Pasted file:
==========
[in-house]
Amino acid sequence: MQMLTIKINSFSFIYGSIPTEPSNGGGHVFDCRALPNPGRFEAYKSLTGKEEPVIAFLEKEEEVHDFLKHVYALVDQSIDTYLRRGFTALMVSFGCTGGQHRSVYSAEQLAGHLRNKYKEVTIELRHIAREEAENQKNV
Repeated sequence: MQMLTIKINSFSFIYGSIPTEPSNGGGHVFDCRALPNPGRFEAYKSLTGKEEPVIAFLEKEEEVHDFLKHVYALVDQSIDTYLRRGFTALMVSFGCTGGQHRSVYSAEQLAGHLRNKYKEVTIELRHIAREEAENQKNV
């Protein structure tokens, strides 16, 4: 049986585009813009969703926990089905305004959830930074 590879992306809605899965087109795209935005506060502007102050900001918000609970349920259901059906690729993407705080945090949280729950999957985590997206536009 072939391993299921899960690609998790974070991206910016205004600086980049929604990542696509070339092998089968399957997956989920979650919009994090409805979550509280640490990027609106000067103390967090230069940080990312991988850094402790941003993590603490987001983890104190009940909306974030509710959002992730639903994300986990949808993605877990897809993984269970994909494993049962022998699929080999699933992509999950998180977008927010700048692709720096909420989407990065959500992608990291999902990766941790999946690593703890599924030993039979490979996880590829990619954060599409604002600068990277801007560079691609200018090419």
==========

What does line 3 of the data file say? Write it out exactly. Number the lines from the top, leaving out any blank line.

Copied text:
Repeated sequence: MQMLTIKINSFSFIYGSIPTEPSNGGGHVFDCRALPNPGRFEAYKSLTGKEEPVIAFLEKEEEVHDFLKHVYALVDQSIDTYLRRGFTALMVSFGCTGGQHRSVYSAEQLAGHLRNKYKEVTIELRHIAREEAENQKNV